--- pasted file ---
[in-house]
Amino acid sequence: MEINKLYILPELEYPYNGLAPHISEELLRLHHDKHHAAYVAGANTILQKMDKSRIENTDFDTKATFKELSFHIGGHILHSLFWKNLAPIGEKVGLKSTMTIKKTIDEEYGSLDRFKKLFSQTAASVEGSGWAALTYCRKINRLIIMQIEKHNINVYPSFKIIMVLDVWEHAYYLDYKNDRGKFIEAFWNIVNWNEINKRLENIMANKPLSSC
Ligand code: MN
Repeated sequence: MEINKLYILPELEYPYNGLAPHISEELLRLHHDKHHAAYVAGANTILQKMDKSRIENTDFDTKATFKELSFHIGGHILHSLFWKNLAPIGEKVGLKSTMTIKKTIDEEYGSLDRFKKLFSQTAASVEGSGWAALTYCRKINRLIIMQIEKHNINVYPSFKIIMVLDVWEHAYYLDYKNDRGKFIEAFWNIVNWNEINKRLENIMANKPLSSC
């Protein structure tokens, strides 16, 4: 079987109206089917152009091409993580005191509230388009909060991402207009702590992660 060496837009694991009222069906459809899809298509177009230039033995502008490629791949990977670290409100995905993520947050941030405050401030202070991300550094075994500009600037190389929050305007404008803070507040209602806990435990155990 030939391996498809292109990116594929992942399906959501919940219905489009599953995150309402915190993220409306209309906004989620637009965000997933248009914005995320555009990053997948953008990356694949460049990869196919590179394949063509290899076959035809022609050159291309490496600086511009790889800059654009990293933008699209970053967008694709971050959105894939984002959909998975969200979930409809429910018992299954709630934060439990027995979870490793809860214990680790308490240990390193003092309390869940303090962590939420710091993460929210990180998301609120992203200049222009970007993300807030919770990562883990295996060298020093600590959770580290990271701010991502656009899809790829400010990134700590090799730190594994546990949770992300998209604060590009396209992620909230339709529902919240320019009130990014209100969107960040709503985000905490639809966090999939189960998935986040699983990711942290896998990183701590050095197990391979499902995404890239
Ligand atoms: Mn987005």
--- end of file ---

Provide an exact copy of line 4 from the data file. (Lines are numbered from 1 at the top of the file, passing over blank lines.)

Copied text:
Repeated sequence: MEINKLYILPELEYPYNGLAPHISEELLRLHHDKHHAAYVAGANTILQKMDKSRIENTDFDTKATFKELSFHIGGHILHSLFWKNLAPIGEKVGLKSTMTIKKTIDEEYGSLDRFKKLFSQTAASVEGSGWAALTYCRKINRLIIMQIEKHNINVYPSFKIIMVLDVWEHAYYLDYKNDRGKFIEAFWNIVNWNEINKRLENIMANKPLSSC